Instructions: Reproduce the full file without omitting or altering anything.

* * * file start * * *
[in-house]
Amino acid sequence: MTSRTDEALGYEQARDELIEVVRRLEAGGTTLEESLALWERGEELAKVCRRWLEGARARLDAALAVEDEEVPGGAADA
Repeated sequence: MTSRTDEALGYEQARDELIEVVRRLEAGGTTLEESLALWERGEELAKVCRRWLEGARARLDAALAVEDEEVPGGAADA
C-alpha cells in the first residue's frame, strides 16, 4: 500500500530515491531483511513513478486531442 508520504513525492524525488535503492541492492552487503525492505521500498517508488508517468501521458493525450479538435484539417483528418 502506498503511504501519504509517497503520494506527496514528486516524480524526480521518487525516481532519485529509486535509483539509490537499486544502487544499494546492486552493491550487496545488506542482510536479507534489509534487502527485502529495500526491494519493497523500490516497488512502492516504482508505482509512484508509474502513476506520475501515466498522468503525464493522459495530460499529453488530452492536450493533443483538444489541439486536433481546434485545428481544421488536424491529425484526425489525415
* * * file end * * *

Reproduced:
[in-house]
Amino acid sequence: MTSRTDEALGYEQARDELIEVVRRLEAGGTTLEESLALWERGEELAKVCRRWLEGARARLDAALAVEDEEVPGGAADA
Repeated sequence: MTSRTDEALGYEQARDELIEVVRRLEAGGTTLEESLALWERGEELAKVCRRWLEGARARLDAALAVEDEEVPGGAADA
C-alpha cells in the first residue's frame, strides 16, 4: 500500500530515491531483511513513478486531442 508520504513525492524525488535503492541492492552487503525492505521500498517508488508517468501521458493525450479538435484539417483528418 502506498503511504501519504509517497503520494506527496514528486516524480524526480521518487525516481532519485529509486535509483539509490537499486544502487544499494546492486552493491550487496545488506542482510536479507534489509534487502527485502529495500526491494519493497523500490516497488512502492516504482508505482509512484508509474502513476506520475501515466498522468503525464493522459495530460499529453488530452492536450493533443483538444489541439486536433481546434485545428481544421488536424491529425484526425489525415